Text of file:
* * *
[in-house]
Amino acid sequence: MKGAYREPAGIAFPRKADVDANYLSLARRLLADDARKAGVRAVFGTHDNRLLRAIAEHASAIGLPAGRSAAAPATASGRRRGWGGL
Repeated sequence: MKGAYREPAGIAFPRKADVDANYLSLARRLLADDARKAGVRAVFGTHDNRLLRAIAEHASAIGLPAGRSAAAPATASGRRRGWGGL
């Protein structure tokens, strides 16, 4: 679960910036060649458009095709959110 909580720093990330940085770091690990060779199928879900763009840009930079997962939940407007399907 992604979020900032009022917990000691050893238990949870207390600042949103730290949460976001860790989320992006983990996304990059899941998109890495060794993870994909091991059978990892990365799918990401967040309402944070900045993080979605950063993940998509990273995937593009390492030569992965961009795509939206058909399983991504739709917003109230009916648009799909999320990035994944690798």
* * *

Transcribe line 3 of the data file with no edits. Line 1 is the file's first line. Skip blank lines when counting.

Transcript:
Repeated sequence: MKGAYREPAGIAFPRKADVDANYLSLARRLLADDARKAGVRAVFGTHDNRLLRAIAEHASAIGLPAGRSAAAPATASGRRRGWGGL